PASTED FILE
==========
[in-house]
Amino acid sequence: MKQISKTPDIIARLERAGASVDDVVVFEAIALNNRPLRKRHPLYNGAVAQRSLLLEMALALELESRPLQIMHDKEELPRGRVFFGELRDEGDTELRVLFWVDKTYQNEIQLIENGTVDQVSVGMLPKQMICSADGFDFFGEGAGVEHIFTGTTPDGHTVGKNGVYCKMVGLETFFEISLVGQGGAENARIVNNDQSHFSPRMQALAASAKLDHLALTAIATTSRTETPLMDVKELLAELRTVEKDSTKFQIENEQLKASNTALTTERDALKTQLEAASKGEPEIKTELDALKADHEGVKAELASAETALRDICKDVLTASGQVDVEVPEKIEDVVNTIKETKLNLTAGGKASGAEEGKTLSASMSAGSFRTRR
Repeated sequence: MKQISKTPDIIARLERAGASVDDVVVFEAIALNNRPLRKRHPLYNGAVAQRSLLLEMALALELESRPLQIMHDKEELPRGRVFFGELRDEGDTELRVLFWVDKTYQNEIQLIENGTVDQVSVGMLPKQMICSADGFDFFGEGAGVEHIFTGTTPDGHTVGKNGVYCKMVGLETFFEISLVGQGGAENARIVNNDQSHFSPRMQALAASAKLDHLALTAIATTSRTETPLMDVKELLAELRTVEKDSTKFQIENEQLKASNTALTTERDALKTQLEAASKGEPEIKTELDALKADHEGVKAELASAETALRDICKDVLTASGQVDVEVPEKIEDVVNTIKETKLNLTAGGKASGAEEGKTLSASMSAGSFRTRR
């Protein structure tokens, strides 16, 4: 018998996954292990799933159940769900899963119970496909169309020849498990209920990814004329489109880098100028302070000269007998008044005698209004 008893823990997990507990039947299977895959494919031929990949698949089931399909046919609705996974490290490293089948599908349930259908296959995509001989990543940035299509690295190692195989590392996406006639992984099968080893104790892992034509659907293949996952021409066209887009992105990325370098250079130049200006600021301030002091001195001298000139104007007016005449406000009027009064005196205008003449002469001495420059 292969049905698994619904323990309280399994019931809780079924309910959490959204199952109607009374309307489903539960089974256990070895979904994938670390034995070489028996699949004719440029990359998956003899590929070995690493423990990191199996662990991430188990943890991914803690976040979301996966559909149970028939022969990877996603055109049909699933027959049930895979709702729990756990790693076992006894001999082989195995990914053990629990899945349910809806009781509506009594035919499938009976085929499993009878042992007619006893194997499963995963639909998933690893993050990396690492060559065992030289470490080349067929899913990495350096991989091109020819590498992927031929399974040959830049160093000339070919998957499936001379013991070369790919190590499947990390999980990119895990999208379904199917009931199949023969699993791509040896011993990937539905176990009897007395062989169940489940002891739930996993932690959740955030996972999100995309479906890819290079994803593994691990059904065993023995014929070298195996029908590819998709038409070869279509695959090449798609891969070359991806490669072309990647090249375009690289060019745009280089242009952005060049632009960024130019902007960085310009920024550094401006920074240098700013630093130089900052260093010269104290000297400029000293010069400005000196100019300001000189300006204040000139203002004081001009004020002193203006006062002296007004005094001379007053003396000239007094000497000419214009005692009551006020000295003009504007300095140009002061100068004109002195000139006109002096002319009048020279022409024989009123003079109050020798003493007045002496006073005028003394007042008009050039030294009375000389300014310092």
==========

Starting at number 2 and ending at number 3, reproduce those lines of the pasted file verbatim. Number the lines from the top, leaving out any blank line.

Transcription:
Amino acid sequence: MKQISKTPDIIARLERAGASVDDVVVFEAIALNNRPLRKRHPLYNGAVAQRSLLLEMALALELESRPLQIMHDKEELPRGRVFFGELRDEGDTELRVLFWVDKTYQNEIQLIENGTVDQVSVGMLPKQMICSADGFDFFGEGAGVEHIFTGTTPDGHTVGKNGVYCKMVGLETFFEISLVGQGGAENARIVNNDQSHFSPRMQALAASAKLDHLALTAIATTSRTETPLMDVKELLAELRTVEKDSTKFQIENEQLKASNTALTTERDALKTQLEAASKGEPEIKTELDALKADHEGVKAELASAETALRDICKDVLTASGQVDVEVPEKIEDVVNTIKETKLNLTAGGKASGAEEGKTLSASMSAGSFRTRR
Repeated sequence: MKQISKTPDIIARLERAGASVDDVVVFEAIALNNRPLRKRHPLYNGAVAQRSLLLEMALALELESRPLQIMHDKEELPRGRVFFGELRDEGDTELRVLFWVDKTYQNEIQLIENGTVDQVSVGMLPKQMICSADGFDFFGEGAGVEHIFTGTTPDGHTVGKNGVYCKMVGLETFFEISLVGQGGAENARIVNNDQSHFSPRMQALAASAKLDHLALTAIATTSRTETPLMDVKELLAELRTVEKDSTKFQIENEQLKASNTALTTERDALKTQLEAASKGEPEIKTELDALKADHEGVKAELASAETALRDICKDVLTASGQVDVEVPEKIEDVVNTIKETKLNLTAGGKASGAEEGKTLSASMSAGSFRTRR